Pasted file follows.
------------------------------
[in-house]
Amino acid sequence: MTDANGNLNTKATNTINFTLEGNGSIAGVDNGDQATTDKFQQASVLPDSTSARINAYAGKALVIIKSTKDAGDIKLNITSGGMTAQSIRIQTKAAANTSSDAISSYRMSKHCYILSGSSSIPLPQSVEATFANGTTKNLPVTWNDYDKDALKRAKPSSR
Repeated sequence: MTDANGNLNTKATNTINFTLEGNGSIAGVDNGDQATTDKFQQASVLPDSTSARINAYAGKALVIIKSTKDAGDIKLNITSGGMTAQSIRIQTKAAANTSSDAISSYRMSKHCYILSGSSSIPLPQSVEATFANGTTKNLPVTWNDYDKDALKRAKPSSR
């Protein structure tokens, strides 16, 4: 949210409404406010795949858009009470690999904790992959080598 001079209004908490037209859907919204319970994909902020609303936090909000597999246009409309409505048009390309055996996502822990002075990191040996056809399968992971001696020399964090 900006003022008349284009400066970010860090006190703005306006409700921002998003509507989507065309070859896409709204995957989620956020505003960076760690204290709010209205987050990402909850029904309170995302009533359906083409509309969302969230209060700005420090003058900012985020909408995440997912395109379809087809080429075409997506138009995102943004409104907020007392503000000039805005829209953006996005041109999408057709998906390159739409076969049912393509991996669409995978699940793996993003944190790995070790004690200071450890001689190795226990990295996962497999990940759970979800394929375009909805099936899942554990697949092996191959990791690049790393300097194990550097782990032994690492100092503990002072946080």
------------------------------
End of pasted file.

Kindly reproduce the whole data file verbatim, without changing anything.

[in-house]
Amino acid sequence: MTDANGNLNTKATNTINFTLEGNGSIAGVDNGDQATTDKFQQASVLPDSTSARINAYAGKALVIIKSTKDAGDIKLNITSGGMTAQSIRIQTKAAANTSSDAISSYRMSKHCYILSGSSSIPLPQSVEATFANGTTKNLPVTWNDYDKDALKRAKPSSR
Repeated sequence: MTDANGNLNTKATNTINFTLEGNGSIAGVDNGDQATTDKFQQASVLPDSTSARINAYAGKALVIIKSTKDAGDIKLNITSGGMTAQSIRIQTKAAANTSSDAISSYRMSKHCYILSGSSSIPLPQSVEATFANGTTKNLPVTWNDYDKDALKRAKPSSR
């Protein structure tokens, strides 16, 4: 949210409404406010795949858009009470690999904790992959080598 001079209004908490037209859907919204319970994909902020609303936090909000597999246009409309409505048009390309055996996502822990002075990191040996056809399968992971001696020399964090 900006003022008349284009400066970010860090006190703005306006409700921002998003509507989507065309070859896409709204995957989620956020505003960076760690204290709010209205987050990402909850029904309170995302009533359906083409509309969302969230209060700005420090003058900012985020909408995440997912395109379809087809080429075409997506138009995102943004409104907020007392503000000039805005829209953006996005041109999408057709998906390159739409076969049912393509991996669409995978699940793996993003944190790995070790004690200071450890001689190795226990990295996962497999990940759970979800394929375009909805099936899942554990697949092996191959990791690049790393300097194990550097782990032994690492100092503990002072946080």